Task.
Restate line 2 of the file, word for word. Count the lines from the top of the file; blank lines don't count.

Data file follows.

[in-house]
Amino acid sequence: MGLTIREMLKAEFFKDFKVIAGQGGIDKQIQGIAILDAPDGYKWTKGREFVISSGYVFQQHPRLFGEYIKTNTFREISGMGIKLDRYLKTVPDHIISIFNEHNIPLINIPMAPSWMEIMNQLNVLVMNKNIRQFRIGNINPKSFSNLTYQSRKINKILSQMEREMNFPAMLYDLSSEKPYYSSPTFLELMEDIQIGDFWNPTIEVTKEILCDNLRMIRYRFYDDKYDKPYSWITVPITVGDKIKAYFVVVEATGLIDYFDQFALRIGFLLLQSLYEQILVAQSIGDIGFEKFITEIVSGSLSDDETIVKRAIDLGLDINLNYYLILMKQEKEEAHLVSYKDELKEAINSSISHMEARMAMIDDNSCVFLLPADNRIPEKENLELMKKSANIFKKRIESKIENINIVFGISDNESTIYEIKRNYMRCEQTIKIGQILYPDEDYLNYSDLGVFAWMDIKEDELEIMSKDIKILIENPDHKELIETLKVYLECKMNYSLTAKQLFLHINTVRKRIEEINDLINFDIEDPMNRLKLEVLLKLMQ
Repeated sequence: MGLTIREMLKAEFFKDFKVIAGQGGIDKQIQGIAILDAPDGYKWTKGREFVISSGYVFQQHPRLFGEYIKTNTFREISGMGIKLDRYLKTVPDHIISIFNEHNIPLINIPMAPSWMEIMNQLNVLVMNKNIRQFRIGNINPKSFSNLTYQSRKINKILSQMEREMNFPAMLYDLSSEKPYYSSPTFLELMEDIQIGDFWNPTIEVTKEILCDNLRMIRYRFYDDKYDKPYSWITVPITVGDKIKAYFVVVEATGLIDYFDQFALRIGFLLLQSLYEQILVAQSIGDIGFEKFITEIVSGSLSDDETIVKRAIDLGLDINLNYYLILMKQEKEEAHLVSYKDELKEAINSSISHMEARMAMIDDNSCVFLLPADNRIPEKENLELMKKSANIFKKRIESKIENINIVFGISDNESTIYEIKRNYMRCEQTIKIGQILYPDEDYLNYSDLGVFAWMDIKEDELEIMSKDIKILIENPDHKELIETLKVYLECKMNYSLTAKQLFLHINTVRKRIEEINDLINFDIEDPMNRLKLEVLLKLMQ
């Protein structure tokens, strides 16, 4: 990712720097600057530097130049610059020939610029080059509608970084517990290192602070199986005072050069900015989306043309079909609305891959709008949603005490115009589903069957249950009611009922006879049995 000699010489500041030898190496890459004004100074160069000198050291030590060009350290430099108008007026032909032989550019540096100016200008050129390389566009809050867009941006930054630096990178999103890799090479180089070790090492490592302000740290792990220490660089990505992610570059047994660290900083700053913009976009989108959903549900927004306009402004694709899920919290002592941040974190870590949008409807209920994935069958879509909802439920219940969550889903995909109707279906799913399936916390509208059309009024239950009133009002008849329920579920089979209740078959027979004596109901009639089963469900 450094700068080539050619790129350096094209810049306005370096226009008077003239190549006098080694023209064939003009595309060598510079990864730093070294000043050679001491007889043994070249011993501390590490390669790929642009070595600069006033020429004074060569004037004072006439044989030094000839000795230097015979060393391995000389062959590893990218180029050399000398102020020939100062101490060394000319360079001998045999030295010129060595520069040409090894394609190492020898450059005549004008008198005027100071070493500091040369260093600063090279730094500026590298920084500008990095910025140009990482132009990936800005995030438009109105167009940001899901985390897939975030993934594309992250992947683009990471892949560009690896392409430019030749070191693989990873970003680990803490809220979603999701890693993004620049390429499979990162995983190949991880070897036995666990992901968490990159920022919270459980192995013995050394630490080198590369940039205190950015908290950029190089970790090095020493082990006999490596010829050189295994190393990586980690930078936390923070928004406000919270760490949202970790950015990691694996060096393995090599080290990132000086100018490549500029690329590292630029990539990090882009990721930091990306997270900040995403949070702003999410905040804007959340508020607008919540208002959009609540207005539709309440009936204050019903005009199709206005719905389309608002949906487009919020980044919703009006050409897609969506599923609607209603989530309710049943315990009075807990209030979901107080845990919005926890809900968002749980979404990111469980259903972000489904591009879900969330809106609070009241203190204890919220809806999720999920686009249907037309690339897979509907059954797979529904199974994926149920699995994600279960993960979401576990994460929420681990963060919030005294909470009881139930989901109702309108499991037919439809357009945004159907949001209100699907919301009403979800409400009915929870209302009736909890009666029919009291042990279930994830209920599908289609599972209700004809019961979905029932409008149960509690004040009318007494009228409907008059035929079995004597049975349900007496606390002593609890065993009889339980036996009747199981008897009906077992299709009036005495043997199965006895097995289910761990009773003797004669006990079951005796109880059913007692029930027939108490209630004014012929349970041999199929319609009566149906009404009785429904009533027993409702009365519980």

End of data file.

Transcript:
Amino acid sequence: MGLTIREMLKAEFFKDFKVIAGQGGIDKQIQGIAILDAPDGYKWTKGREFVISSGYVFQQHPRLFGEYIKTNTFREISGMGIKLDRYLKTVPDHIISIFNEHNIPLINIPMAPSWMEIMNQLNVLVMNKNIRQFRIGNINPKSFSNLTYQSRKINKILSQMEREMNFPAMLYDLSSEKPYYSSPTFLELMEDIQIGDFWNPTIEVTKEILCDNLRMIRYRFYDDKYDKPYSWITVPITVGDKIKAYFVVVEATGLIDYFDQFALRIGFLLLQSLYEQILVAQSIGDIGFEKFITEIVSGSLSDDETIVKRAIDLGLDINLNYYLILMKQEKEEAHLVSYKDELKEAINSSISHMEARMAMIDDNSCVFLLPADNRIPEKENLELMKKSANIFKKRIESKIENINIVFGISDNESTIYEIKRNYMRCEQTIKIGQILYPDEDYLNYSDLGVFAWMDIKEDELEIMSKDIKILIENPDHKELIETLKVYLECKMNYSLTAKQLFLHINTVRKRIEEINDLINFDIEDPMNRLKLEVLLKLMQ